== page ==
The Gate to Nowhere

Recently I was working on an assigned how-to article on creating a secret garden. A sense of entrance is most important, and I was researching different types of ornamental gates.

My steel trap of a mind (okay, okay, rusted-iron trap) wandered back to 2005 when artists Christo and Jeanne-Claude installed temporary orange fabric gates in NYC’s Central Park. People walked through The Gates that didn’t connect to a fence.

Here in the Midwest, gates are usually a way into or out of an enclosure: a vegetable garden—to keep out hungry deer; a pasture—to keep in cattle; or a country lawn—to define the mowed area around the house.

Years after The Gates display, Jimmie and I sat on a bench outside the VA clinic and studied a gate near the middle of a landscaped area covered with creek rock. A few nandina plants were stuck here and there. No path led to the gate. It was not wrought iron or ornamental. It was a three-foot-wide chain link gate, a common enough gate in our part of the country, but it kept nothing in and nothing out. It was a gate to nowhere. It had no claim to being anything else.

Of course, we had to open, walk through, and close it. The latch worked perfectly; the hinges didn’t squeak. So… folks had opened and closed it many times before. But why was it there?

Although gates can be used as a decorative focus for a flower garden, I didn’t find a chain link gate all that decorative. But was it making a statement of some sort? We debated the reasons it could have been there.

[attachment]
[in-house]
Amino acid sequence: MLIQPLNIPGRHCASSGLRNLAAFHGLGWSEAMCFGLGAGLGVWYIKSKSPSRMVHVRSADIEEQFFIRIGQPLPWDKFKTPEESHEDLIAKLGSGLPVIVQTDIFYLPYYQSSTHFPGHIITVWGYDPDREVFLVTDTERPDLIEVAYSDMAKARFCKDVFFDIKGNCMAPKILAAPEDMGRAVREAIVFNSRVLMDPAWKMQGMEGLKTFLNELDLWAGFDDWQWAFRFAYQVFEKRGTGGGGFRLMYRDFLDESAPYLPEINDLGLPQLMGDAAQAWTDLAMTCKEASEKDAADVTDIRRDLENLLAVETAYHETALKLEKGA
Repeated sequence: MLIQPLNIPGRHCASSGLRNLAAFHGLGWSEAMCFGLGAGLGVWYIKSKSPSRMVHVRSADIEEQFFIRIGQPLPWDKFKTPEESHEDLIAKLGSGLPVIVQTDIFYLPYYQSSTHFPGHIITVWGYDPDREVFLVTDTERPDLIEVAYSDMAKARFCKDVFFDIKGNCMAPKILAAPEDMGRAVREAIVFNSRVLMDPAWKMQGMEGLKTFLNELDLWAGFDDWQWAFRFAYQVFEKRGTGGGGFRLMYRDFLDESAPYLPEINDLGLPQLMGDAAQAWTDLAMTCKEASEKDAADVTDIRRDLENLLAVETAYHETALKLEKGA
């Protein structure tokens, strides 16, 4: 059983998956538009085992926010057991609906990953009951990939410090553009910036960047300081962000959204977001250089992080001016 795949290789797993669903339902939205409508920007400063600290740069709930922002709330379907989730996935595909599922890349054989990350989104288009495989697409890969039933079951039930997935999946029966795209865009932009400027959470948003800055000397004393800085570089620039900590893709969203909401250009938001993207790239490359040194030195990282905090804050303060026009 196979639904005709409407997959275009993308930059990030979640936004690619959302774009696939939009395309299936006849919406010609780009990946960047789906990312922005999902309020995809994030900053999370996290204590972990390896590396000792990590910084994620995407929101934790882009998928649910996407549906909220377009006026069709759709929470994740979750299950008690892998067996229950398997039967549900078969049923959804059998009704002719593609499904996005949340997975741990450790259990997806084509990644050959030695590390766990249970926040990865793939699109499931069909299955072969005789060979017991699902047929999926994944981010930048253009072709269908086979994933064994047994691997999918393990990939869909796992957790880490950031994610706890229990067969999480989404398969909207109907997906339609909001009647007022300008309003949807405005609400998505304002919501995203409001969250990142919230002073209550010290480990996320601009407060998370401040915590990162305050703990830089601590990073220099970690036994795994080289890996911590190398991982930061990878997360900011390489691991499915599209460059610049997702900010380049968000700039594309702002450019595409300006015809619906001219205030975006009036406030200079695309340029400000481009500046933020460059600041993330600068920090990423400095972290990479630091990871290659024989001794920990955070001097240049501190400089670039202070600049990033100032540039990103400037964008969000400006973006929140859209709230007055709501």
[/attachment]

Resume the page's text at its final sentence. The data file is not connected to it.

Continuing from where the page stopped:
Chain link could be used as a structure for vining plants, but there were no plants near it, and the gate opened and closed. If vines grew on it, what purpose would a hinged gate serve?

It could be a divider in a garden, like a room divider, separating different garden areas. That didn’t apply here. There were just brown creek rock and widely spaced plants on each side.

We decided this was a magical gate that opened into a new world. Jim and I walked through that chain link gate, and it led us to thinking differently, thinking more along the enticing world of new beginnings and leaving troubles behind. It became an opening of our minds. Closing the gate behind us somehow felt as if it lightened us, took a load off our shoulders at that VA clinic.

That solitary gate was not a gate to nowhere. It was a gate to everywhere. It was a gate to imagination, and it let us pass from here to there.

From here to there—just like those enchanting saffron-colored gates in Central Park.

Scroll through pictures of The Gates: